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Trump Calls Taiwan, Rattles China

Donald Trump isn’t the American president yet, but every move he makes – whether intentional or accidental – already affects the U.S. So it’s a bit unsettling when Trump acts without realizing the consequences of those actions and shakes up international relations between the two largest economies in the world. Why is China so angry? What can the U.S. expect as a result of Trump’s latest action?

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Donald Trump isn’t the American president yet, but every move he makes – whether intentional or accidental – already affects the U.S. So it’s a bit unsettling when Trump acts without realizing the consequences of those actions and shakes up international relations between the two largest economies in the world. Why is China so angry? What can the U.S. expect as a result of Trump’s latest action?

Trump Triggers China By Calling Taiwan. Is This Bad?

Last week, Donald Trump called Taiwan’s president Tsai Ing-wen as “a courtesy”. The problem with that call is that the U.S. – along with China and much of the world – has not recognized Taiwan as an independent nation since the late 1970s when Jimmy Carter formalized the “One China” policy. That international policy grew from communist revolutionaries dethroning the nationalist government in 1949, with the nationalist government escaping to Taiwan. Both sides have laid claim to China ever since. As such, Trump managed to insult China and shake up international relations with just that one call. And in true Trump fashion, the president-elect took to Twitter to poke China even more.

Obviously, China is not happy.

The Chinese Foreign Ministry claims Trump was tricked by Taiwan into taking the call. The following day, China lodged a formal diplomatic protest with U.S. officials, citing the One China policy as the political basis of U.S./China relations. Trump tweeted out that Taiwan’s president called him, not the other way around, and he just happened to pick up. Except, a government spokesperson for Taiwan publicly stated that both sides had arranged the call in advance. Trump then went back to his Twitter battleground to tell the world it’s okay to accept the call because the U.S. sells Taiwan billions of dollars of military equipment.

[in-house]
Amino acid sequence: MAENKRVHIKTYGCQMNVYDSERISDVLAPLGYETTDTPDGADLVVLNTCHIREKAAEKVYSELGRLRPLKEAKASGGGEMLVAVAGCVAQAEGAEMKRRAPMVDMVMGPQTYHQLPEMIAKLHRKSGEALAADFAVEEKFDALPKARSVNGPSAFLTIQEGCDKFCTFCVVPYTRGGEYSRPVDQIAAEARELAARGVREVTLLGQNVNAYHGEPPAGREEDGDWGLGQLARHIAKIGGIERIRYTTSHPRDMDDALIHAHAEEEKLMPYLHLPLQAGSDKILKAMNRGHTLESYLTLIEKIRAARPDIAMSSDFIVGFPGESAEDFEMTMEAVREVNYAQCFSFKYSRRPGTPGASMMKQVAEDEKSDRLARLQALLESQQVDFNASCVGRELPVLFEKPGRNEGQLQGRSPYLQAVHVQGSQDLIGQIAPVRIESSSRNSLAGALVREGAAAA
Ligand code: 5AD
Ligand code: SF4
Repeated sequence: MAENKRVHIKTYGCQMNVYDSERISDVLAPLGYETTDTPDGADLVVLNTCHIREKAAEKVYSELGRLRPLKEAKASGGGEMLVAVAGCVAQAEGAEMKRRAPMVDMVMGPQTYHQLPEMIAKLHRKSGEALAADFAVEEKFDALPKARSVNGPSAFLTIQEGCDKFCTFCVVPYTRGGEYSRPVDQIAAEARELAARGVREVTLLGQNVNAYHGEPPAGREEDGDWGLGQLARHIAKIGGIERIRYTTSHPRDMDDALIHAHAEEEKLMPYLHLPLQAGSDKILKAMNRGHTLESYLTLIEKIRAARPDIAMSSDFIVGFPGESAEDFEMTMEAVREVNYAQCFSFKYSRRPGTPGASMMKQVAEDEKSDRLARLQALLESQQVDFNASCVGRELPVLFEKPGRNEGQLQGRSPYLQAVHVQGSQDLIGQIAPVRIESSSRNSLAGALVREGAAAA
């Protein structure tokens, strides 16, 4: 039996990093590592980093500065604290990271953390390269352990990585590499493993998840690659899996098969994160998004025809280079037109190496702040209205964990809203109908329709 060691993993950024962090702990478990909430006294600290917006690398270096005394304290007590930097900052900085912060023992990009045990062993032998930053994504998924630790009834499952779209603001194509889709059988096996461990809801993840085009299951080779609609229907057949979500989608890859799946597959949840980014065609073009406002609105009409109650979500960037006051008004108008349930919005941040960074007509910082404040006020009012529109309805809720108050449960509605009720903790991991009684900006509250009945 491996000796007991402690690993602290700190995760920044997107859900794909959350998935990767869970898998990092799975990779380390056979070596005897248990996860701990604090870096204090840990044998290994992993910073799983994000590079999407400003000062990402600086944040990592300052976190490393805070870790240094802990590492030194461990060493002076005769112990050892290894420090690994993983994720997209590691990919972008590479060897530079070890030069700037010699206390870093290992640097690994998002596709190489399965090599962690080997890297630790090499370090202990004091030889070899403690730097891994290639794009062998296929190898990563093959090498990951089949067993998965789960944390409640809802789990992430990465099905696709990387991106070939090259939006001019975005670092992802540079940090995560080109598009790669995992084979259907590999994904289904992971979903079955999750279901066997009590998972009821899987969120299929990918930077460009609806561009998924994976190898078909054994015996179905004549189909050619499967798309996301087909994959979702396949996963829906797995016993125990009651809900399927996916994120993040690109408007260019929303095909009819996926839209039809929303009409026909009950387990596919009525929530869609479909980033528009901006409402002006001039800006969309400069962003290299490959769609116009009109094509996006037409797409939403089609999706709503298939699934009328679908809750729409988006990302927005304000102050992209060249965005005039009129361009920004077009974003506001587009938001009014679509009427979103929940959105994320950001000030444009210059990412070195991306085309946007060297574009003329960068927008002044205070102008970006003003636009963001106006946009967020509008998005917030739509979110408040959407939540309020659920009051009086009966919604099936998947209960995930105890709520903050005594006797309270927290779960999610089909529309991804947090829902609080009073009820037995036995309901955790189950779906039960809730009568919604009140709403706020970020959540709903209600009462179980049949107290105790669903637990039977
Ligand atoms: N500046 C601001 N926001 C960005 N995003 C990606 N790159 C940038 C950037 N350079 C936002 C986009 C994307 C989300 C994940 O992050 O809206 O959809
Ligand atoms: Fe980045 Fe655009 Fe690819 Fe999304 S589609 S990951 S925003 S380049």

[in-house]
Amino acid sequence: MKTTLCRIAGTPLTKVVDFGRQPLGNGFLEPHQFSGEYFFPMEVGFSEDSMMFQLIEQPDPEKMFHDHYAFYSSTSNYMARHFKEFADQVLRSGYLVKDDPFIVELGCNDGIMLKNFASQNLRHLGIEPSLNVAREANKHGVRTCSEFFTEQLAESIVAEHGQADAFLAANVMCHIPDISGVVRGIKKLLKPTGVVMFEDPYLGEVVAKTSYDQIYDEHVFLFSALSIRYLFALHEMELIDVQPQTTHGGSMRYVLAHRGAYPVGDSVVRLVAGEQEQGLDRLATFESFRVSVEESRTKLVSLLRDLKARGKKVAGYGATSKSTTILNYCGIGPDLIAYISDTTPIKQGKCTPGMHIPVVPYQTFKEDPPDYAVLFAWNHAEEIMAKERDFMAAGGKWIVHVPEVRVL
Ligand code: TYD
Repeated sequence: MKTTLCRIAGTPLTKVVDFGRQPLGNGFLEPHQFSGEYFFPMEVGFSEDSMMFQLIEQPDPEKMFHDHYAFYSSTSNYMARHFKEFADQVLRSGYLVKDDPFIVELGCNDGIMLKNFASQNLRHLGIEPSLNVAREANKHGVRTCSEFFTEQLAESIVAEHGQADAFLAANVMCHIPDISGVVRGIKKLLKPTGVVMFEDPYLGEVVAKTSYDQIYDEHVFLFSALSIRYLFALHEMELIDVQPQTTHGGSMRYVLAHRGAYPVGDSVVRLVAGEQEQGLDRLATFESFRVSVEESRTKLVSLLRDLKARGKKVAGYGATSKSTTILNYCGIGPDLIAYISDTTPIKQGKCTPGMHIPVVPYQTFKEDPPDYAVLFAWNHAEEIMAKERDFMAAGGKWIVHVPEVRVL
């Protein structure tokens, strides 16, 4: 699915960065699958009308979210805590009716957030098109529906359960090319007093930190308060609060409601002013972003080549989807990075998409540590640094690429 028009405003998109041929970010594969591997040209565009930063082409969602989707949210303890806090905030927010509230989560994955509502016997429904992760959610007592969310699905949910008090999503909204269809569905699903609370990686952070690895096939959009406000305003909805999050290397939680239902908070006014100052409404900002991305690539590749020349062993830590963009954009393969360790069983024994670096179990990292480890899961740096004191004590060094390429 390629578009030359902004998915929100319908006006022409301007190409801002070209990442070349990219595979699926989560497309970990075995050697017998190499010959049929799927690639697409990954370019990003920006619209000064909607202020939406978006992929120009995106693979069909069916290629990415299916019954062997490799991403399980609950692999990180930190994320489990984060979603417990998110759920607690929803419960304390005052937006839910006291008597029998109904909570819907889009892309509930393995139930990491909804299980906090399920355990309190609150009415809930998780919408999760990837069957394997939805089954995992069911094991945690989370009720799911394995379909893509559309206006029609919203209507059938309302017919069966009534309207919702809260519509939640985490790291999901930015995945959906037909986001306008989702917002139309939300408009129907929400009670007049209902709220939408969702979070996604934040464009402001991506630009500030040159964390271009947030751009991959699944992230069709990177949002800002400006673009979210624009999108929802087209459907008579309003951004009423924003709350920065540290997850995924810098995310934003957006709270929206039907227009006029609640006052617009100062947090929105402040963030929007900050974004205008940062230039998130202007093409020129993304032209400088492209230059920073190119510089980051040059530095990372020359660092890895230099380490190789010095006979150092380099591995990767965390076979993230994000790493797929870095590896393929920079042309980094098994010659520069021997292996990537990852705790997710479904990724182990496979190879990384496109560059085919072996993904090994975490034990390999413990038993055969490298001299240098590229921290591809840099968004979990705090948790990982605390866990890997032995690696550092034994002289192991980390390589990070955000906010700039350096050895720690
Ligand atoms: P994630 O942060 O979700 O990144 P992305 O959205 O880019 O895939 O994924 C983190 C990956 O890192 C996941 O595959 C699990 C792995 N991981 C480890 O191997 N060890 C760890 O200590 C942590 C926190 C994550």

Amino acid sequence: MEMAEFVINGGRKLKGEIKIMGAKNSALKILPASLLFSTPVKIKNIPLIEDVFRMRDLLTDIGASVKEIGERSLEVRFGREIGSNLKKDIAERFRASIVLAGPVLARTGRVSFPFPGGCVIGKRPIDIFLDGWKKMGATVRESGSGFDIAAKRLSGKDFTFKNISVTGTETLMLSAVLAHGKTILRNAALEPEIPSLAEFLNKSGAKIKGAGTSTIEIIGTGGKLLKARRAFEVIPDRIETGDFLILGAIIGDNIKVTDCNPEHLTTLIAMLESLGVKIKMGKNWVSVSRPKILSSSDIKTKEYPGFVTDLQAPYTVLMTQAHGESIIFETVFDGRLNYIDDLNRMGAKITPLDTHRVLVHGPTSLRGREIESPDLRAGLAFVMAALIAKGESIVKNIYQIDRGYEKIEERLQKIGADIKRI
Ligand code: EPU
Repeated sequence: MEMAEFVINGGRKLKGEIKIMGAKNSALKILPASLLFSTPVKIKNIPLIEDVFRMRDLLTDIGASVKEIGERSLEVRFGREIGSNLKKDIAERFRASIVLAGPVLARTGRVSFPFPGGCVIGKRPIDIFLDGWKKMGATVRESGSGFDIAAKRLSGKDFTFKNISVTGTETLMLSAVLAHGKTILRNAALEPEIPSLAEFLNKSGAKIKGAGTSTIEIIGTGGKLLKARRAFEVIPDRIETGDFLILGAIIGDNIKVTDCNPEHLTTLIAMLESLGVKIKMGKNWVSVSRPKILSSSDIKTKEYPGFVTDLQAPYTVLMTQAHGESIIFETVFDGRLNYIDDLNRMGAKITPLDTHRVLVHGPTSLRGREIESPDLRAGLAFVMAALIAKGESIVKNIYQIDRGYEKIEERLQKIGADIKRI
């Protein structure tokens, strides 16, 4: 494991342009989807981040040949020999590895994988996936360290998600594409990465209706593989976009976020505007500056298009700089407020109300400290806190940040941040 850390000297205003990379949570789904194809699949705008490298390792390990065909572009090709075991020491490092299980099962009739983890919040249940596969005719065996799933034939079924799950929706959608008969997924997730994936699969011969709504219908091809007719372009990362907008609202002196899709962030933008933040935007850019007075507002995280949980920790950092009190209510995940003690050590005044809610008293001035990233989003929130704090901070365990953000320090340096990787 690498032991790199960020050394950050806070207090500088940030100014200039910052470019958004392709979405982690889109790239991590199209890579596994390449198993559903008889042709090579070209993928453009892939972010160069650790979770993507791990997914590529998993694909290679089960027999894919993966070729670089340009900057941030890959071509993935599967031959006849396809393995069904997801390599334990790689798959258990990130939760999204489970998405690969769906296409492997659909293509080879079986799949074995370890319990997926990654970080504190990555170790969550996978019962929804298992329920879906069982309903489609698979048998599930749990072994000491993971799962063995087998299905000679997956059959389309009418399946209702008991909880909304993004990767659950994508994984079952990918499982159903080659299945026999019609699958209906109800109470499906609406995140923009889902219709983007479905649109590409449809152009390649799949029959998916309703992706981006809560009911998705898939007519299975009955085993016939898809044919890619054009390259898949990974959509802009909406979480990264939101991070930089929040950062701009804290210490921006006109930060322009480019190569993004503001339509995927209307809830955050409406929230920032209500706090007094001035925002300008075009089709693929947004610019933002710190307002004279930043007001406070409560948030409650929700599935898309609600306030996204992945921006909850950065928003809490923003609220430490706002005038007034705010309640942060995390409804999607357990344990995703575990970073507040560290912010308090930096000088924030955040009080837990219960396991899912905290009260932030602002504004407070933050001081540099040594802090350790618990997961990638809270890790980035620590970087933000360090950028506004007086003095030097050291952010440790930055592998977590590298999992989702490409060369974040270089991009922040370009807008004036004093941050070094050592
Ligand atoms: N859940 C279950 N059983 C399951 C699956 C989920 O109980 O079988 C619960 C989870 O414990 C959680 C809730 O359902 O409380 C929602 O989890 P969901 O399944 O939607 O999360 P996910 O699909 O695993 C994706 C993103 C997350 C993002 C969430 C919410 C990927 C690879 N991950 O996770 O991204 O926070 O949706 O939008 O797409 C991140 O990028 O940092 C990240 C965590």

The big question “many people” are asking is whether this was an isolated case of “oops, I had no idea”, or if this is what the country should expect under President Trump. What’s unnerving is that Trump did not bother reaching out to the State Department or Secretary of State John Kerry for guidance. He just winged it. Earlier in the week, Trump called Pakistani Prime Minister Nawaz Sharif a “terrific guy” and invited Philippine President Rodrigo Duterte, who called Obama a “son of a whore,” to visit Washington. Trump is welcome to shift foreign policy how he sees fit as president. Voters gave him that power. But these unplanned calls are complete u-turns, and could unsettle not only the country’s peace, but the economy as well through the loss of trading partners.

Now the world waits to see China’s response. China’s options include severing U.S. relations, punishing Taiwan’s businesses with trade embargoes, or even threaten U.S. companies, such as Apple, who rely heavily on Chinese manufacturing. The Chinese government could also start flexing its military muscle with the world’s largest army as a scare tactic. However, China will most likely do nothing – this time.

 

Watch Al Jazeera news about China’s protest over Trump’s Taiwan call.

Trump is the first president in history to come into office with zero political experience. He needs to spend a little less time on Twitter and more time understanding international policy and running a country.

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